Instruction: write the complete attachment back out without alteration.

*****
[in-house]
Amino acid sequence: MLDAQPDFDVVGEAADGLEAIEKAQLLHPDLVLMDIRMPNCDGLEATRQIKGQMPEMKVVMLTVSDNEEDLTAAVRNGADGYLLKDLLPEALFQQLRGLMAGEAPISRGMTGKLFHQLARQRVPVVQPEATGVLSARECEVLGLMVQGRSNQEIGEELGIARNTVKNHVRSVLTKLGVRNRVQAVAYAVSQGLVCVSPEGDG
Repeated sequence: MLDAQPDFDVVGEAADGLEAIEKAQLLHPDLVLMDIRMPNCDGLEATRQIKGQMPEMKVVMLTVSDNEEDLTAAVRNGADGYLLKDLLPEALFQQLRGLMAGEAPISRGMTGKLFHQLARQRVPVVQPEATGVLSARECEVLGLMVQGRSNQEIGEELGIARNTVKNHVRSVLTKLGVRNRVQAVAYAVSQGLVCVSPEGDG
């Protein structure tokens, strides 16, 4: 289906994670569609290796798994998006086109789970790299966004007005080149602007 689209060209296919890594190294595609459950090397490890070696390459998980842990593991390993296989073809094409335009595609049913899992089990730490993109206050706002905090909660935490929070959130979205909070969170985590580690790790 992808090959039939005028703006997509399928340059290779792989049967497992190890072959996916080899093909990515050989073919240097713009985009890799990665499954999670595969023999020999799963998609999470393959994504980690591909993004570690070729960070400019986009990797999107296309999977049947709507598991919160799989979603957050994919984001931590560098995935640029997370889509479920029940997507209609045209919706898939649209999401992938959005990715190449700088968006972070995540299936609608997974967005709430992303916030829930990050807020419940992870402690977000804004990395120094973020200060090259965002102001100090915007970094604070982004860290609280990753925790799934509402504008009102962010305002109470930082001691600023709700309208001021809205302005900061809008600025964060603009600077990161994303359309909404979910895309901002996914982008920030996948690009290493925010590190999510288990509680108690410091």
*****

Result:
[in-house]
Amino acid sequence: MLDAQPDFDVVGEAADGLEAIEKAQLLHPDLVLMDIRMPNCDGLEATRQIKGQMPEMKVVMLTVSDNEEDLTAAVRNGADGYLLKDLLPEALFQQLRGLMAGEAPISRGMTGKLFHQLARQRVPVVQPEATGVLSARECEVLGLMVQGRSNQEIGEELGIARNTVKNHVRSVLTKLGVRNRVQAVAYAVSQGLVCVSPEGDG
Repeated sequence: MLDAQPDFDVVGEAADGLEAIEKAQLLHPDLVLMDIRMPNCDGLEATRQIKGQMPEMKVVMLTVSDNEEDLTAAVRNGADGYLLKDLLPEALFQQLRGLMAGEAPISRGMTGKLFHQLARQRVPVVQPEATGVLSARECEVLGLMVQGRSNQEIGEELGIARNTVKNHVRSVLTKLGVRNRVQAVAYAVSQGLVCVSPEGDG
């Protein structure tokens, strides 16, 4: 289906994670569609290796798994998006086109789970790299966004007005080149602007 689209060209296919890594190294595609459950090397490890070696390459998980842990593991390993296989073809094409335009595609049913899992089990730490993109206050706002905090909660935490929070959130979205909070969170985590580690790790 992808090959039939005028703006997509399928340059290779792989049967497992190890072959996916080899093909990515050989073919240097713009985009890799990665499954999670595969023999020999799963998609999470393959994504980690591909993004570690070729960070400019986009990797999107296309999977049947709507598991919160799989979603957050994919984001931590560098995935640029997370889509479920029940997507209609045209919706898939649209999401992938959005990715190449700088968006972070995540299936609608997974967005709430992303916030829930990050807020419940992870402690977000804004990395120094973020200060090259965002102001100090915007970094604070982004860290609280990753925790799934509402504008009102962010305002109470930082001691600023709700309208001021809205302005900061809008600025964060603009600077990161994303359309909404979910895309901002996914982008920030996948690009290493925010590190999510288990509680108690410091």